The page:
Given enough time the blister will heal and the foot will be ready for taking stress once again. If the stress that created the blister is small and time is given between when the stress is applied, a callous forms instead of a blister.
The body adapts instead of being injured. In the case of blood supply, think of the inside of your lip. This area has a rich blood supply and if cut will heal quite fast.
The spine is similar. If it has a good blood supply, it will adapt to the physical demands placed on it. If the demand is too great, damage will occur.
One of the chief effects of smoking on the spine is that smoking contributes to atherosclerosis. Atherosclerosis is when plaque or other material builds up on the inside of blood vessels, causing decreased blood supply especially to areas that are fed by very small vessels.
The bones and discs of the spine are supplied by these small vessels and are affected by atherosclerosis which decreases the spine’s ability to heal itself.
This eventually leads to degeneration of the spine and the onset of pain. In this way, smoking increases the risk of developing atherosclerosis related to back pain.Also related to the spine’s ability to heal is the role of a bone cell called an osteoblast, a specialized cell the builds bone tissue.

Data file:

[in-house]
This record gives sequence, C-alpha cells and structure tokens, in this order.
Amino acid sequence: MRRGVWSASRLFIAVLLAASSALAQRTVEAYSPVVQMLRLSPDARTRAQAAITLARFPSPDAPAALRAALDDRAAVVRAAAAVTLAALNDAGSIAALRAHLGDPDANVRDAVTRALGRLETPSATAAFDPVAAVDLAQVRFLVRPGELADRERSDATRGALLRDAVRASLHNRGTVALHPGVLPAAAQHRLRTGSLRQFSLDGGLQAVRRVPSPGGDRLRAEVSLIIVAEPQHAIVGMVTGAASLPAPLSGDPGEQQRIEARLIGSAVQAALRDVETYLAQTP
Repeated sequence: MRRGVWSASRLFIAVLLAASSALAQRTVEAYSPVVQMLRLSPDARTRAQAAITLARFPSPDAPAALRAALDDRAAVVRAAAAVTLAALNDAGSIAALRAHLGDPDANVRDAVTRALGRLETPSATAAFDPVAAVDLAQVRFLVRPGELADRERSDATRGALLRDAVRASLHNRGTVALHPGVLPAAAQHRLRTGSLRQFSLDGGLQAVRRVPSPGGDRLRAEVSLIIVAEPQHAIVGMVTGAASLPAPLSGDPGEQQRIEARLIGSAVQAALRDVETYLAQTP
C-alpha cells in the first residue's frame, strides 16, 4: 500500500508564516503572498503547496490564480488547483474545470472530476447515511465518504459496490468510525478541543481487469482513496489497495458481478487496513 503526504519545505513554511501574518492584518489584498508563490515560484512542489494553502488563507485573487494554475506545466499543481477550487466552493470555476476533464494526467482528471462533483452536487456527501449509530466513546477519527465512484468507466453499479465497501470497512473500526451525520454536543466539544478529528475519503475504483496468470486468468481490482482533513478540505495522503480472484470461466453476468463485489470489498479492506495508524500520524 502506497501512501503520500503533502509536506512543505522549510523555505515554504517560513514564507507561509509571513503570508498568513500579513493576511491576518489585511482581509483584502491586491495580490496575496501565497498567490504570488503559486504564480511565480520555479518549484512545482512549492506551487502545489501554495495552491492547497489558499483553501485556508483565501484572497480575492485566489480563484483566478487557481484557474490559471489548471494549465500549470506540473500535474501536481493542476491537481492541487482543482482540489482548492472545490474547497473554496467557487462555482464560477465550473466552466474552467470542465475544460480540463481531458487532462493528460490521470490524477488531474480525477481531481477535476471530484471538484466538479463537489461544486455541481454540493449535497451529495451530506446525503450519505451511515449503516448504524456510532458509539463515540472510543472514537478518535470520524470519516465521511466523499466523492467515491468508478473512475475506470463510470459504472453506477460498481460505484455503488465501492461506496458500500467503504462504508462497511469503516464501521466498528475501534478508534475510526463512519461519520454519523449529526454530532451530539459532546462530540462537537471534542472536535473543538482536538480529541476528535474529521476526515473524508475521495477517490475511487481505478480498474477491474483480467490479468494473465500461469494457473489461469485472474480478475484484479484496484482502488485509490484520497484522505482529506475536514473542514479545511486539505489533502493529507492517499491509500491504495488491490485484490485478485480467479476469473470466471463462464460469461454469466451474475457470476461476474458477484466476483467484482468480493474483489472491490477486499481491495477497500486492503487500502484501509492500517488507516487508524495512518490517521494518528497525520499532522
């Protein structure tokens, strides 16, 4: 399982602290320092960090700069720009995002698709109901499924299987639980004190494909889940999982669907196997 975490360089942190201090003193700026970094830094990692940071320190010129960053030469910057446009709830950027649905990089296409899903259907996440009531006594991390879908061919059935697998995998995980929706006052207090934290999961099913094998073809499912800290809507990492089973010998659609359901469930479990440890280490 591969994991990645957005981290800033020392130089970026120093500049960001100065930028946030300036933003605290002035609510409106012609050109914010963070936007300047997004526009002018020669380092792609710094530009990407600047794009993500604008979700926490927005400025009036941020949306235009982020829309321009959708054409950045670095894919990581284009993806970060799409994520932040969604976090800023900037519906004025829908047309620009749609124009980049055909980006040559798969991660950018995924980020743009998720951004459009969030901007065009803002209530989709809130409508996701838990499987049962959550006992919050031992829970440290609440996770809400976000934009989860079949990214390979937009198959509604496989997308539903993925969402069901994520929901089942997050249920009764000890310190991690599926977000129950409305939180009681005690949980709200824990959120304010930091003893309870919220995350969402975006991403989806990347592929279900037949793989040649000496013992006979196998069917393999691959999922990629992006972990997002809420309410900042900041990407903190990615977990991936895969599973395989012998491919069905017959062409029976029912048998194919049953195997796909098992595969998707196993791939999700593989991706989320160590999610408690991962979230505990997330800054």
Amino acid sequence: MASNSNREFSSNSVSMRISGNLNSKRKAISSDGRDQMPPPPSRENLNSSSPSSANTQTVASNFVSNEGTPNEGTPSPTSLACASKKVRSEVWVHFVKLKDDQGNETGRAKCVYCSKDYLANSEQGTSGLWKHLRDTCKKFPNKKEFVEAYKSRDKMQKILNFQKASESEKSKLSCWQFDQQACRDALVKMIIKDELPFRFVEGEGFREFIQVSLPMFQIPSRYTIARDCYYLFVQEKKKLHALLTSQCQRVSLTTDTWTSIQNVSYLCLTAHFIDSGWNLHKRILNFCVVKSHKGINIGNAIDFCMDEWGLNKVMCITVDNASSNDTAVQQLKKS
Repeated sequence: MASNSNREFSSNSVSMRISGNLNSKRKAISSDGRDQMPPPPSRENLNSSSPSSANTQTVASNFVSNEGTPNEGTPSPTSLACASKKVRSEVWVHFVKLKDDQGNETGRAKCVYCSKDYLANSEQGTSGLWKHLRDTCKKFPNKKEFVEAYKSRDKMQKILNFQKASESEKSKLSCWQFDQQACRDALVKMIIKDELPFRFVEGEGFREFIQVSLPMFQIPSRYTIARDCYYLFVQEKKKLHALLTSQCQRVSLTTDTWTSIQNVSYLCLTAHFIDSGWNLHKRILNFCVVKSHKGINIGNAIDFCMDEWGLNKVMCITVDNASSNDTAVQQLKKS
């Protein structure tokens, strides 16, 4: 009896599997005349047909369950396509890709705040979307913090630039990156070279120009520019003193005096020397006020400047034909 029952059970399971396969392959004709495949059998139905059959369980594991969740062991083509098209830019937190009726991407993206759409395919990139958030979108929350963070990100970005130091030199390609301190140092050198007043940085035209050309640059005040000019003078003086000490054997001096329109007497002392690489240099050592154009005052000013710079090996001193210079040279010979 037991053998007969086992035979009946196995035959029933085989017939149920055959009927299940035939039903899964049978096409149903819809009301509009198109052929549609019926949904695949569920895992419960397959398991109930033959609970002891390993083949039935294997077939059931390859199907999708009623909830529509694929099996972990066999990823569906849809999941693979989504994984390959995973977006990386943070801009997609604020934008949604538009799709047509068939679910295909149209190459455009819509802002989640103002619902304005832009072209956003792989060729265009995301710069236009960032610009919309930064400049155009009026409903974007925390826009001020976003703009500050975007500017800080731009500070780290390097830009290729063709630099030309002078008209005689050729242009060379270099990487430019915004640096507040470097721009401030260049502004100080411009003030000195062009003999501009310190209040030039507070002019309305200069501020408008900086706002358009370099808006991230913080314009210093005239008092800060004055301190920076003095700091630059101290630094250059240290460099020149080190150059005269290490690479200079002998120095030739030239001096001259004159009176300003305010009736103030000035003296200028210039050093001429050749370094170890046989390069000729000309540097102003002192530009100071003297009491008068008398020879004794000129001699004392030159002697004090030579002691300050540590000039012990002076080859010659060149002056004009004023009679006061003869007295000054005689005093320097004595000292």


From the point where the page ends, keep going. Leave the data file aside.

Nicotine is a major chemical in smoking that contributes to its addictive properties. However, nicotine also inhibits the activity of osteoblasts.Decreased osteoblast activity from nicotine causes the bones of the spine to have a reduced ability to rebuild.
Over time, the bone is used up faster than it can be rebuilt causing osteoporosis and other degenerative conditions causing pain.Another connection that has been made between smoking and low back pain is the message of pain itself. Smokers have been found to have higher ratings of pain than nonsmokers.